Process Metallurgy in Circular Economy System Design: Challenges & Solutions

Additonal authors: Reuter, M. A.. Book title: Proceedings of the 58th Conference of Metallurgists Hosting Copper 2019. Chapter: . Chapter title:

Proceedings, Vol. Proceedings of the 58th Conference of Metallurgists Hosting Copper 2019, 2019

Bartie, N.

Realising the circular economy (CE) is faced with some significant challenges. Process metallurgy and its infrastructure play key roles at the heart of making the CE work. Therefore, the enabling role of process metallurgy within the CE will be central to the discussion in this paper, touching among others on product and system design as well as the key metallurgical and other process fundamentals that need to be investigated and understood to make the CE a reality. The central role of materials and its processing will be discussed in an integrated circular cities perspective. A key focus will be a discussion on designing a resilient “Smart Materials Grid” using and innovating metallurgical process engineering tools, which will manage the flows through Sustainable Circular Cities. The discussion will be using copper as leitmotiv of the discussion i.e. from copper ore, to metal, to complex products, recycling, product design and simulation and its impact. INTRODUCTION The transformation of our economies from linear to circular models in which waste materials become resources is the focus of the Circular Economy (CE) paradigm. Its important intentions: to take control of the damage we have been doing to the planet to ensure its livability and the welfare of future generations. This can only be achieved through careful utilisation of human, natural and economic resources. The concept is derived from several others (Beaulieu et al., 2015), of which Cradle-to-Cradle, Extended Producer Responsibility (EPR), Industrial Ecology, and Life Cycle Thinking are just a few. Other relevant concepts include resource efficiency (RE), design-for-recycling (DfR), and various others discussed by Blomsma and Brennan (2017) and Homrich et al. (2018), as well as various R-hierarchies e.g. Reduce, Reuse, Recycle (3R). However, does society comprehend these concepts, the actors and actions that influence them and how they interact? Do we know the limits of CE? Does society understand the key role of Copper and other metals to rendering the CE operable? True life cycle and systems thinking, focussed on simulation-based, process and metallurgical design are required to answer these questions. Lieder and Rashid (2016) identify nine widely-varying fields that study the concept ranging from sustainability sciences and engineering to economics, business, law, and social sciences. Overlap between questions addressed highlights the need for interdisciplinary collaboration (Nanz et al., 2017) in the assessment of the current status, and further steps needed to transform to CE. This doesn’t apply just in academia, but also in industry where concrete implementation of CE needs to occur at multiple levels, thus necessitating cooperation between government, civil society and other stakeholders (Beaulieu et al., 2015).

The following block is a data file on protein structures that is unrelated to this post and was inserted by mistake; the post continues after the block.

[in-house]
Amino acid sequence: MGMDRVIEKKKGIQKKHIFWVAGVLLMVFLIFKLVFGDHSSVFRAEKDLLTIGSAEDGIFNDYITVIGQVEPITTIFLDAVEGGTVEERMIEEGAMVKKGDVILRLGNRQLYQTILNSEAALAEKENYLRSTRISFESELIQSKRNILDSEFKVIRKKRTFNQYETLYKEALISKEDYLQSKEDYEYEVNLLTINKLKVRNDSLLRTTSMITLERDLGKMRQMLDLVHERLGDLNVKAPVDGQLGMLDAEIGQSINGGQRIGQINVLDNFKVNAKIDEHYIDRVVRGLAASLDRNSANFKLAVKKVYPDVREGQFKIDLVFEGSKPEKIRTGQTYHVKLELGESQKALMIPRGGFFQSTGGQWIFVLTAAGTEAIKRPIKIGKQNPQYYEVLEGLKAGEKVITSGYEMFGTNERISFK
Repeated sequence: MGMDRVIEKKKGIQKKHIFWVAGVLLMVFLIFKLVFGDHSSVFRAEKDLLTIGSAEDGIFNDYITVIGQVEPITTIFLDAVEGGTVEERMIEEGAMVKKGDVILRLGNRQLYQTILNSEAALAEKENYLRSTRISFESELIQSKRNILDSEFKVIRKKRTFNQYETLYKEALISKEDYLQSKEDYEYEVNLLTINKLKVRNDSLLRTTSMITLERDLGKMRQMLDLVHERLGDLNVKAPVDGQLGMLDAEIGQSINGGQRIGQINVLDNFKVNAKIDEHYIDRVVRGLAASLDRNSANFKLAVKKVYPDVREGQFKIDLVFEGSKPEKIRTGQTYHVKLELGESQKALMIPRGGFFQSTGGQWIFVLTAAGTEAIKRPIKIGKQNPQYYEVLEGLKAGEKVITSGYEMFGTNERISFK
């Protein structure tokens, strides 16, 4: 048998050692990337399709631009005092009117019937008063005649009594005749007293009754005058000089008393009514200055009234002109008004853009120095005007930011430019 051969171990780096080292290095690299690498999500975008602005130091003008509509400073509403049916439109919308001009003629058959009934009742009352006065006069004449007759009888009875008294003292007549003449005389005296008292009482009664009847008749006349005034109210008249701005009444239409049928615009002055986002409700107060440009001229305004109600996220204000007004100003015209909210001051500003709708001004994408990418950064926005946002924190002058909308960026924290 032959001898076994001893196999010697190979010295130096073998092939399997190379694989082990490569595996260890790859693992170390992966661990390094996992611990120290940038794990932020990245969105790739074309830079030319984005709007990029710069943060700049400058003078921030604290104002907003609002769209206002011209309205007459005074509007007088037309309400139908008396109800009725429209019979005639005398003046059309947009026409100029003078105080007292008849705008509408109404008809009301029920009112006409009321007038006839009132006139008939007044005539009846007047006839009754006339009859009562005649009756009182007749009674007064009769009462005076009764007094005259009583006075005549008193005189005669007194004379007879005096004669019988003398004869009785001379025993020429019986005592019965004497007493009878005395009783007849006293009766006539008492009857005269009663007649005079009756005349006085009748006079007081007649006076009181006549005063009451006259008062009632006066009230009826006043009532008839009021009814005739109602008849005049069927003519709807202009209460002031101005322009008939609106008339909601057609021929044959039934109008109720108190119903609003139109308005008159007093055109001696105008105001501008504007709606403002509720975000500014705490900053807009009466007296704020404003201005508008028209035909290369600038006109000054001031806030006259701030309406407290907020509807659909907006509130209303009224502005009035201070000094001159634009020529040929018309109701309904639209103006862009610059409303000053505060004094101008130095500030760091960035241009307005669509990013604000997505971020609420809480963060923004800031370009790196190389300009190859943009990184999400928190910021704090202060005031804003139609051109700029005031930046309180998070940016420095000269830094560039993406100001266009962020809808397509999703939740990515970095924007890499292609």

Keywords: Copper 2019, COM2019